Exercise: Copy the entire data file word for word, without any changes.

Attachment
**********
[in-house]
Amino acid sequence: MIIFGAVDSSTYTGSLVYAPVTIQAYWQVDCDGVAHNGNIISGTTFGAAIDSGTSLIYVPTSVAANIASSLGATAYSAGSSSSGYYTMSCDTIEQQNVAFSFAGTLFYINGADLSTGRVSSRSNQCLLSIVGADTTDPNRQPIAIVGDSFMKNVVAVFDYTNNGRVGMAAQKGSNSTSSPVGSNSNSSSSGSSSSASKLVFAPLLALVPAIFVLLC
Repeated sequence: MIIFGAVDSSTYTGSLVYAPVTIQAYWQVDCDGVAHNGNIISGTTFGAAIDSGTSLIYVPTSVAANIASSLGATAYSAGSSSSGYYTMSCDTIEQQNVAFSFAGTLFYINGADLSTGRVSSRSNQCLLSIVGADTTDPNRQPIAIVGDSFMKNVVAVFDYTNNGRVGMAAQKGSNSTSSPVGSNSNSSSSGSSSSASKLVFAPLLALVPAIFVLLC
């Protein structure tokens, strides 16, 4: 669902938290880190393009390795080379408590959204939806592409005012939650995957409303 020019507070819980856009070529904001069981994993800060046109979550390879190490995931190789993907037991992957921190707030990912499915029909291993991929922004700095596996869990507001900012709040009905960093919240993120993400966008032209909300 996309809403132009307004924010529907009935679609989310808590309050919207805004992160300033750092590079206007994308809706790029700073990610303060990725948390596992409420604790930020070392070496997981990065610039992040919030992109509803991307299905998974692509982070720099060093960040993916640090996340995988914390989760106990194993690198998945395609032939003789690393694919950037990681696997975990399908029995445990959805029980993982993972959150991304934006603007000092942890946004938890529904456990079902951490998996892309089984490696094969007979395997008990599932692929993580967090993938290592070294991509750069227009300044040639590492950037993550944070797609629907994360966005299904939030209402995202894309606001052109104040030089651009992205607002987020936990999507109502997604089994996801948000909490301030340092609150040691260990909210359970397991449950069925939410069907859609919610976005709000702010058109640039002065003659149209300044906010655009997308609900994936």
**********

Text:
[in-house]
Amino acid sequence: MIIFGAVDSSTYTGSLVYAPVTIQAYWQVDCDGVAHNGNIISGTTFGAAIDSGTSLIYVPTSVAANIASSLGATAYSAGSSSSGYYTMSCDTIEQQNVAFSFAGTLFYINGADLSTGRVSSRSNQCLLSIVGADTTDPNRQPIAIVGDSFMKNVVAVFDYTNNGRVGMAAQKGSNSTSSPVGSNSNSSSSGSSSSASKLVFAPLLALVPAIFVLLC
Repeated sequence: MIIFGAVDSSTYTGSLVYAPVTIQAYWQVDCDGVAHNGNIISGTTFGAAIDSGTSLIYVPTSVAANIASSLGATAYSAGSSSSGYYTMSCDTIEQQNVAFSFAGTLFYINGADLSTGRVSSRSNQCLLSIVGADTTDPNRQPIAIVGDSFMKNVVAVFDYTNNGRVGMAAQKGSNSTSSPVGSNSNSSSSGSSSSASKLVFAPLLALVPAIFVLLC
């Protein structure tokens, strides 16, 4: 669902938290880190393009390795080379408590959204939806592409005012939650995957409303 020019507070819980856009070529904001069981994993800060046109979550390879190490995931190789993907037991992957921190707030990912499915029909291993991929922004700095596996869990507001900012709040009905960093919240993120993400966008032209909300 996309809403132009307004924010529907009935679609989310808590309050919207805004992160300033750092590079206007994308809706790029700073990610303060990725948390596992409420604790930020070392070496997981990065610039992040919030992109509803991307299905998974692509982070720099060093960040993916640090996340995988914390989760106990194993690198998945395609032939003789690393694919950037990681696997975990399908029995445990959805029980993982993972959150991304934006603007000092942890946004938890529904456990079902951490998996892309089984490696094969007979395997008990599932692929993580967090993938290592070294991509750069227009300044040639590492950037993550944070797609629907994360966005299904939030209402995202894309606001052109104040030089651009992205607002987020936990999507109502997604089994996801948000909490301030340092609150040691260990909210359970397991449950069925939410069907859609919610976005709000702010058109640039002065003659149209300044906010655009997308609900994936």